Fight over Dr. Oz's Turkish citizenship is latest twist in Pennsylvania Senate race

·Senior Writer
·6 min read
Dr. Mehmet Oz.
Dr. Mehmet Oz at a town-hall-style event in Newtown, Pa., on Feb. 20. (Marc Levy/AP)

Celebrity surgeon and Republican U.S. Senate candidate Dr. Mehmet Oz said he will renounce his Turkish citizenship if elected.

“My dual citizenship has become a distraction in this campaign,” Oz said in a statement to Yahoo News and other outlets late Wednesday. “I maintained it to care for my ailing mother, but after several weeks of discussions with my family, I’m committing that before I am sworn in as the next U.S. Senator for Pennsylvania I will only be a U.S. citizen.”

Oz is running for the GOP nomination for Pennsylvania’s open Senate seat. The race is shaping up to be one of the most expensive and important in the country this year.

His promise to surrender his Turkish passport came after a local outlet, PoliticsPA, reported earlier this week that Oz would forgo security clearances if necessary in order to maintain his dual citizenship with Turkey.

The daytime talk show host and cardiothoracic surgeon was born in Ohio to Turkish immigrants and served in the Turkish military in the 1980s to maintain his citizenship there. According to PoliticsPA, Oz said he needed to maintain it in order to more easily return to Turkey and supervise the care of his mother, who has Alzheimer’s.

“I can love my country and love my mom,” Oz said, according to the outlet, two months out from the May 17 primary.

Dr. Mehmet Oz.
Oz at a campaign event in York, Pa., on Feb. 5. (Hannah Beier/Reuters)

Oz’s campaign manager disputed the exchange, writing on Twitter, “Dr. Oz never said this. I was standing right there. I’ve asked the reporter to correct his reporting as it’s inaccurate. Also — you can have a dual citizenship and full security clearance in congress. Even asking this question is ridiculous.” PoliticsPA, however, stood by its reporting.

Oz’s main opponent for the Republican nomination, David McCormick, has highlighted Oz’s dual citizenship in recent months. In Oz’s statement, he accused McCormick of using the citizenship issue to launch “bigoted attacks.” If elected, Oz would be the first Muslim U.S. senator.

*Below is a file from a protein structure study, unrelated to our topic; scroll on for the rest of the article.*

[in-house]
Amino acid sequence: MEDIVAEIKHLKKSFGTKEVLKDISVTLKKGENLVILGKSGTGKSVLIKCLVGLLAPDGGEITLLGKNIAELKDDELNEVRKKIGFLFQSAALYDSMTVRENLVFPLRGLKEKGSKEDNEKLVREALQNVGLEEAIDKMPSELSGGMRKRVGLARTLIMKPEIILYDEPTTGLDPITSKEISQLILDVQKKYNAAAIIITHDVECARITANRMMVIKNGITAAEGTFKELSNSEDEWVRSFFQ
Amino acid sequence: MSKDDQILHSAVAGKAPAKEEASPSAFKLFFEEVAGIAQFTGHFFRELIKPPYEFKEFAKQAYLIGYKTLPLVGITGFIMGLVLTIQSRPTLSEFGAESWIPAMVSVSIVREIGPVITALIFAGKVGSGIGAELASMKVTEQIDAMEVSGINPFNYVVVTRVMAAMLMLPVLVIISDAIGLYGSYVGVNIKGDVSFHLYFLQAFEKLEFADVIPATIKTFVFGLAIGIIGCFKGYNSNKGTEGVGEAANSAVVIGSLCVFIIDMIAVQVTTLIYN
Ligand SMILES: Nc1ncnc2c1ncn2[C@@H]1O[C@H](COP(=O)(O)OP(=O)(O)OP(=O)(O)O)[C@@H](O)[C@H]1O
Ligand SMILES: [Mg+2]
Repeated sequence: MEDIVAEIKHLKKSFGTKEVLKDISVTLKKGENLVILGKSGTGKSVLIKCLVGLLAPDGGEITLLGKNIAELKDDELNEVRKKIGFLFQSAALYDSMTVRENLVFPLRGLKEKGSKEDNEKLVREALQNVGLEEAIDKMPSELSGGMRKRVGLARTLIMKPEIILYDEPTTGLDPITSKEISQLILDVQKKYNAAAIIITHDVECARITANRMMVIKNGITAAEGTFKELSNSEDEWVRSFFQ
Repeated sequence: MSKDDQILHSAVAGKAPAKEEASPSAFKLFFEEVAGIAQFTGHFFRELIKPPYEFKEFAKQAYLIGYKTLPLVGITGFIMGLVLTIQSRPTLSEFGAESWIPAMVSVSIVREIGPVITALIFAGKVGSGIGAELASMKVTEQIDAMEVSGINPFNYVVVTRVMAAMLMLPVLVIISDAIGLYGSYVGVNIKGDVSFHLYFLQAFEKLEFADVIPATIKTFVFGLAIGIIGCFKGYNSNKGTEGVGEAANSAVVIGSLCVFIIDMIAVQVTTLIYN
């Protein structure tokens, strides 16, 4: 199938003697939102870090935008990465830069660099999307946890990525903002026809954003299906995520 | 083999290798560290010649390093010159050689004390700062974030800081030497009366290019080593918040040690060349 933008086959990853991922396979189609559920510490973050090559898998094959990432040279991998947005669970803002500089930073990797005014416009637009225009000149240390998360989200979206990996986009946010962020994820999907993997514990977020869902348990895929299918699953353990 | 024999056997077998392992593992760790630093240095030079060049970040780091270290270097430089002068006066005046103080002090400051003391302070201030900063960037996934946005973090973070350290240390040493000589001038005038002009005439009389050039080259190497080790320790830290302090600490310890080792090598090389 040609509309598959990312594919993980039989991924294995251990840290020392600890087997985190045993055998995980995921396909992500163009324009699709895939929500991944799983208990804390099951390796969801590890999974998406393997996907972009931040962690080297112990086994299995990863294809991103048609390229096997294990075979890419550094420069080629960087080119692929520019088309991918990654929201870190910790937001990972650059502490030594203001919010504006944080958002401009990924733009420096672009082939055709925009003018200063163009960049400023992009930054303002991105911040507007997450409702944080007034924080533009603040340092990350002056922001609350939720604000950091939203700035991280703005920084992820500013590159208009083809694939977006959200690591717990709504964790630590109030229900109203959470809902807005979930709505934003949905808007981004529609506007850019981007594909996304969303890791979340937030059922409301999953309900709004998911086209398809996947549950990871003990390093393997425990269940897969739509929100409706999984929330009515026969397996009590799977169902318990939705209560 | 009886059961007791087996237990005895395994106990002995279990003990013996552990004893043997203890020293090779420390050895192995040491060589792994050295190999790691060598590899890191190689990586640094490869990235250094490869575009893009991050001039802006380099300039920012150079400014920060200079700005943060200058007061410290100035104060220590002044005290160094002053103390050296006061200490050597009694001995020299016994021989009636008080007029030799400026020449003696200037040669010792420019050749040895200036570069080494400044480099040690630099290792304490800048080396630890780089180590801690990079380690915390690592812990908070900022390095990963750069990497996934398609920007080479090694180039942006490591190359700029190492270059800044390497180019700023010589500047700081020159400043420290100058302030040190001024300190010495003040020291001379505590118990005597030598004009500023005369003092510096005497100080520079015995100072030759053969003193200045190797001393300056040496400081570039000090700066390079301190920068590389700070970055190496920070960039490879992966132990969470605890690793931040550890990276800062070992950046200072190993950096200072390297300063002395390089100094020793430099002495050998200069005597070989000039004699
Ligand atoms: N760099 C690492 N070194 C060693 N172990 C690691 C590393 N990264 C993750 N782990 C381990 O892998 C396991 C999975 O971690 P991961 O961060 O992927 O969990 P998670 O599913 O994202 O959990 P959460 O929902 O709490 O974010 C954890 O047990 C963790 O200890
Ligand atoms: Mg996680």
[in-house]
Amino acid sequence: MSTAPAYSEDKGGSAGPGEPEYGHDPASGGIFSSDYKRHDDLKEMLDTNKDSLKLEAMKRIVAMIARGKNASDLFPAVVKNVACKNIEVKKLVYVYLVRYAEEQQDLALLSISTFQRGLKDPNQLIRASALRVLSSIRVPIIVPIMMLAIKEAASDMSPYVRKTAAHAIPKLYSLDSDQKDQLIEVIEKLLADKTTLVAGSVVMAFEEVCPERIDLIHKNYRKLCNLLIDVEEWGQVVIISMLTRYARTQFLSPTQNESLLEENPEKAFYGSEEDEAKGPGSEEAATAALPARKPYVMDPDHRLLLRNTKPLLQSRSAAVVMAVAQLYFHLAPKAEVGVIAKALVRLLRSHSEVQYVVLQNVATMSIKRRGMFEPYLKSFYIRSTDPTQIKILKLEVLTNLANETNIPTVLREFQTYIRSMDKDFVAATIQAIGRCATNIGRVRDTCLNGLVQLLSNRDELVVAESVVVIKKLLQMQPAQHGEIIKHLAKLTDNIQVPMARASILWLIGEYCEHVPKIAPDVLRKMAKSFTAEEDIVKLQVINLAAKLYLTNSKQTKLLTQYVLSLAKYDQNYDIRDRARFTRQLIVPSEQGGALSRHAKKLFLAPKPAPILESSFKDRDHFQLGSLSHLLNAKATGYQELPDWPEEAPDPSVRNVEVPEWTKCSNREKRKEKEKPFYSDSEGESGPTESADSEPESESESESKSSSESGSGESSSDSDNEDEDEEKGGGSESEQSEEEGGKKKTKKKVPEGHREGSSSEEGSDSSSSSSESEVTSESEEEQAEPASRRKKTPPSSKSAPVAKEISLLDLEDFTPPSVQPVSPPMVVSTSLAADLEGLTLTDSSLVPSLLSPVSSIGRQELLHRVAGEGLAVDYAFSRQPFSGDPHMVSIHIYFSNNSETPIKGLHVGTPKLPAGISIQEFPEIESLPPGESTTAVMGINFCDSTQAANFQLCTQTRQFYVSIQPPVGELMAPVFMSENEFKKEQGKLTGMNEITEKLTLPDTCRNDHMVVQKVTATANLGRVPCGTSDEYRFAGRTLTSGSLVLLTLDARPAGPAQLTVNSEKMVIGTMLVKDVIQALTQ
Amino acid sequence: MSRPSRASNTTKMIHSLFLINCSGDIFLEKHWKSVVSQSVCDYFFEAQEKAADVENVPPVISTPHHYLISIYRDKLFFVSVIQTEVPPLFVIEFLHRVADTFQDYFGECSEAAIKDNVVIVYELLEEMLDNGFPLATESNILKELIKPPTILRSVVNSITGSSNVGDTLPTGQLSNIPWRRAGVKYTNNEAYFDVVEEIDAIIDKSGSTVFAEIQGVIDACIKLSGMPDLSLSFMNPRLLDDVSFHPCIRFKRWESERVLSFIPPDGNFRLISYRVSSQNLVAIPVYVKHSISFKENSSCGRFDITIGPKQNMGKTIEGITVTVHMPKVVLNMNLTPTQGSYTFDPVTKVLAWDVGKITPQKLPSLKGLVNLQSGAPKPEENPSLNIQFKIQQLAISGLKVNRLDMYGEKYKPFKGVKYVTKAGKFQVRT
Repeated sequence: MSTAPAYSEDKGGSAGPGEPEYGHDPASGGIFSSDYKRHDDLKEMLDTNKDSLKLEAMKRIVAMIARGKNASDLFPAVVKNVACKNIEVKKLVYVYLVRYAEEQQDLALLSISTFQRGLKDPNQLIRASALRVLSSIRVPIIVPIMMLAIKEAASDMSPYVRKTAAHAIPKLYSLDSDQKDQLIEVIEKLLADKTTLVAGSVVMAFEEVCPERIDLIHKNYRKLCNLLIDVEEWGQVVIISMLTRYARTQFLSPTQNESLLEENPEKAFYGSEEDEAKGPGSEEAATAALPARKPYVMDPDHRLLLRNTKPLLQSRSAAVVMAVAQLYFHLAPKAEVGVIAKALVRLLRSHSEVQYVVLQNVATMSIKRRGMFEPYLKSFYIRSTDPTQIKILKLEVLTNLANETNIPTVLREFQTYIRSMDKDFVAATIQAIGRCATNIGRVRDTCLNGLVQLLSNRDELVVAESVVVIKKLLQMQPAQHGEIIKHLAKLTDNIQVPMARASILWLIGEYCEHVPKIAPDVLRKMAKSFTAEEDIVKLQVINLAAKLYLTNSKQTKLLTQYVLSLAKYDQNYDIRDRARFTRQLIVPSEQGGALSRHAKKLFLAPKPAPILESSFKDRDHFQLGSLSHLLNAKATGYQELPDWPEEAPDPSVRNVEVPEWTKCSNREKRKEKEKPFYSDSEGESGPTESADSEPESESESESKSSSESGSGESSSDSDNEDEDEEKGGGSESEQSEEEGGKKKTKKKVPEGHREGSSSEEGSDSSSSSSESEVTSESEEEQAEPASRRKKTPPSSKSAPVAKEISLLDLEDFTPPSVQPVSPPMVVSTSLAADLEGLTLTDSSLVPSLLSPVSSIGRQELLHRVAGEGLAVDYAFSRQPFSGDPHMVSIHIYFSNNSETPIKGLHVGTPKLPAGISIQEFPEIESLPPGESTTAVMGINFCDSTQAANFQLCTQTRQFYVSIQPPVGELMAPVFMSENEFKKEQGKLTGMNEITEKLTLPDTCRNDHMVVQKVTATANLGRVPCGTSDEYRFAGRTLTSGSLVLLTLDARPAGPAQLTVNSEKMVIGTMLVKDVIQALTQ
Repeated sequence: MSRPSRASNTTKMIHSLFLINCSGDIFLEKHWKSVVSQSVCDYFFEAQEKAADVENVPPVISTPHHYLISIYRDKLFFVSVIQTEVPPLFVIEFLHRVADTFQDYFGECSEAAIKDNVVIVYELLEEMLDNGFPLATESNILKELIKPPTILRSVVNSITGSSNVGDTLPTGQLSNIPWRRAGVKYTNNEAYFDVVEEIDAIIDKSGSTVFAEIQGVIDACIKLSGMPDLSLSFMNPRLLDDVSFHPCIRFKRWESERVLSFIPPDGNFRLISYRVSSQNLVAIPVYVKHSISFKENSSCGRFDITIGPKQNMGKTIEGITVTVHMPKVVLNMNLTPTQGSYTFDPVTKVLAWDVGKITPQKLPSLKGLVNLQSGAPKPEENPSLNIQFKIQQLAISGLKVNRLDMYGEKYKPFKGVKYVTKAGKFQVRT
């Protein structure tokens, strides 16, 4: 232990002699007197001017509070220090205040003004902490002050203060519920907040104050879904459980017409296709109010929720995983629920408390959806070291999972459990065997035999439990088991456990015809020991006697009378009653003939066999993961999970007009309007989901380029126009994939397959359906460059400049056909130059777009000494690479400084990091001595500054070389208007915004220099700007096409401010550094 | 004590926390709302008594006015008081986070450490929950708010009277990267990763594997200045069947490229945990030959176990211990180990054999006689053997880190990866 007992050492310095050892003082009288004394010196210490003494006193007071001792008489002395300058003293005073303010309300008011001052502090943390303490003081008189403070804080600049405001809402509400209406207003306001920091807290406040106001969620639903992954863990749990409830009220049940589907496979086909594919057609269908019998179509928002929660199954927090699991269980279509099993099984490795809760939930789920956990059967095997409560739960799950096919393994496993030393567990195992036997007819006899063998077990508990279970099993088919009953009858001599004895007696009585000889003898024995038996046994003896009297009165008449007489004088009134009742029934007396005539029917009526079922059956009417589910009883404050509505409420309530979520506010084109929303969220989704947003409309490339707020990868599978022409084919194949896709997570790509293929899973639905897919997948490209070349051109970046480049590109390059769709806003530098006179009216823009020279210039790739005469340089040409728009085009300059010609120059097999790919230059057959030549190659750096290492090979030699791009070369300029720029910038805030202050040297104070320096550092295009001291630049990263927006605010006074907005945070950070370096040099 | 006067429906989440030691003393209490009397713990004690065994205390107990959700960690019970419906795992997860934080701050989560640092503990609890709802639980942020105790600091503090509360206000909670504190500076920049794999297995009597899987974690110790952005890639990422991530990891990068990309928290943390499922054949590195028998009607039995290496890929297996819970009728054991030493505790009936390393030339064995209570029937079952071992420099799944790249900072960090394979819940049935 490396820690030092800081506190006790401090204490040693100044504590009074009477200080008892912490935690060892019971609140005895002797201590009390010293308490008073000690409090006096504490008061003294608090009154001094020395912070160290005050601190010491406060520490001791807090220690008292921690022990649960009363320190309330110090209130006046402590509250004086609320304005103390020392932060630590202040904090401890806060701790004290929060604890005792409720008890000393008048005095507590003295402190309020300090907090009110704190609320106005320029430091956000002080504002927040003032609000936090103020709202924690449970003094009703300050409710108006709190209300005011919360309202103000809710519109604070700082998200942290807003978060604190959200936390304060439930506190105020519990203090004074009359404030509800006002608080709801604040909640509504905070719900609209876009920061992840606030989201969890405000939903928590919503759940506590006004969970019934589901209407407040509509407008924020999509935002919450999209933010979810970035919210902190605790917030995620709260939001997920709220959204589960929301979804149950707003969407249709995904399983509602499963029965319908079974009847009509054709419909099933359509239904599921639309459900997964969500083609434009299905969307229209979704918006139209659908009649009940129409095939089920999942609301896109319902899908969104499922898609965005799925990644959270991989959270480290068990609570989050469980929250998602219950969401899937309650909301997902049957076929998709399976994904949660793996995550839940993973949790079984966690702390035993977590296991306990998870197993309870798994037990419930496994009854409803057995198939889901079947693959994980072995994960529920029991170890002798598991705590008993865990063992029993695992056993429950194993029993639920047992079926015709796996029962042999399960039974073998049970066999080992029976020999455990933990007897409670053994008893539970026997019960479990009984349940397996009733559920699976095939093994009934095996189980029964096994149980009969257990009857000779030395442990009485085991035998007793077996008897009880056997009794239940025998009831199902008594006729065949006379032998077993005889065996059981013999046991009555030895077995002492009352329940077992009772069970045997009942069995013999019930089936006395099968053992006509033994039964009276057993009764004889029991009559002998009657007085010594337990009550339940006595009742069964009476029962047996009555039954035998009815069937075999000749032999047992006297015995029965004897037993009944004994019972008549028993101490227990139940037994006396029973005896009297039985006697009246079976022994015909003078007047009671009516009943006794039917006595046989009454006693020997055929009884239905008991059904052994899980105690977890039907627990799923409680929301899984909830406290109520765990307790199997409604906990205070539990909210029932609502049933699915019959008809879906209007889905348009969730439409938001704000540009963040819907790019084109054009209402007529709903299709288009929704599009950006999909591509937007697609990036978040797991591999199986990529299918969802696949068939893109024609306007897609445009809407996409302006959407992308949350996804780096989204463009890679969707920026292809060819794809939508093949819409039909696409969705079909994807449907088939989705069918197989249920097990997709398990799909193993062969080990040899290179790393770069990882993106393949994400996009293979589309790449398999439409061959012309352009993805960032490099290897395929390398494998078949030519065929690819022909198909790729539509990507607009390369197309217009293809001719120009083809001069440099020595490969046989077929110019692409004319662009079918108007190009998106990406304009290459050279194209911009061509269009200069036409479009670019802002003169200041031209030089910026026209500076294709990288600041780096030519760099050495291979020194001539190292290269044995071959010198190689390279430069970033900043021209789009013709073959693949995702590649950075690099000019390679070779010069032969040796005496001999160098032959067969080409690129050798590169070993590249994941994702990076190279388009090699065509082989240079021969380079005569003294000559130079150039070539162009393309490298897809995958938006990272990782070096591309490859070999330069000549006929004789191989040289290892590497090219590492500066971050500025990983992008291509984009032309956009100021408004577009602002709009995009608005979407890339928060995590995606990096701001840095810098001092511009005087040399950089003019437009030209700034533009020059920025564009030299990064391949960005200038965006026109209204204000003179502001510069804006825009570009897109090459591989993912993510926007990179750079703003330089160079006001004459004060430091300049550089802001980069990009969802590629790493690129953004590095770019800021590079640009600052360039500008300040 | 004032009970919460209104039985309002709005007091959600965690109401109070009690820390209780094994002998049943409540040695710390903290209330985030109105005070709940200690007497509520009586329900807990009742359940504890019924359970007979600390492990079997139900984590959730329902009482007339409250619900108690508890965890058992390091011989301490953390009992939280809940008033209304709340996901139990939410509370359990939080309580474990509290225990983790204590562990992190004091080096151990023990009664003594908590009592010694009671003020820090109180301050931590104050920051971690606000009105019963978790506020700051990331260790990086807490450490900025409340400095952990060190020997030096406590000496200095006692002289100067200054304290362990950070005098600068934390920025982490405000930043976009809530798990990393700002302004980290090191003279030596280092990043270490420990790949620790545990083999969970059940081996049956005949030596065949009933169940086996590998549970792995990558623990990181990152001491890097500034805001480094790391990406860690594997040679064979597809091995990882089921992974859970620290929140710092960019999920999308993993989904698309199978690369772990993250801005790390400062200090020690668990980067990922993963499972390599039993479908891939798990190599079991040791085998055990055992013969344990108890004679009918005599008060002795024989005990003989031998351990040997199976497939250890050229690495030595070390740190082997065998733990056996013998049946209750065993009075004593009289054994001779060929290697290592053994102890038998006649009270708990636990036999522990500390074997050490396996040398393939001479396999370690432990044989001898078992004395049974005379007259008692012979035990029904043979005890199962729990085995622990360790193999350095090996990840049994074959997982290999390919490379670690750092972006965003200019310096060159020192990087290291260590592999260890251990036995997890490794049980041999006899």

“The bigoted attacks my opponent Dave McCormick has made against me as the child of immigrants are reminiscent of slurs made in the past about Catholics and Jews,” Oz said. “It is a sign of McCormick’s desperate campaign that he has resorted to this disgraceful tactic. It is completely disqualifying behavior for anyone aiming to serve in the United States Senate.”

According to Senate rules, Oz would not need to renounce his Turkish citizenship, as members of Congress do not have traditional security clearances and are instead privy to sensitive information due to their elected office.

There is also no rule against dual citizens running for office: Texas Republican Sen. Ted Cruz, for example, was elected in 2012 but didn't renounce his Canadian citizenship until two years later.

McCormick is a former hedge fund manager who moved from Connecticut to pursue the GOP nomination, competing against Oz, who moved from New Jersey. (Oz received his MD and MBA from the University of Pennsylvania, while McCormick is a western Pennsylvania native.)

David McCormick.
David McCormick at a campaign event in Coplay, Pa., on Jan. 25. (Tom Williams/CQ Roll Call via Getty Images)

Oz made the comments reported by PoliticsPA at an event in which he attacked his opponent over allegations that McCormick's hedge fund made money off Pennsylvania taxpayers. McCormick, a former George W. Bush administration official, has also been criticized by Oz for his business ties to China.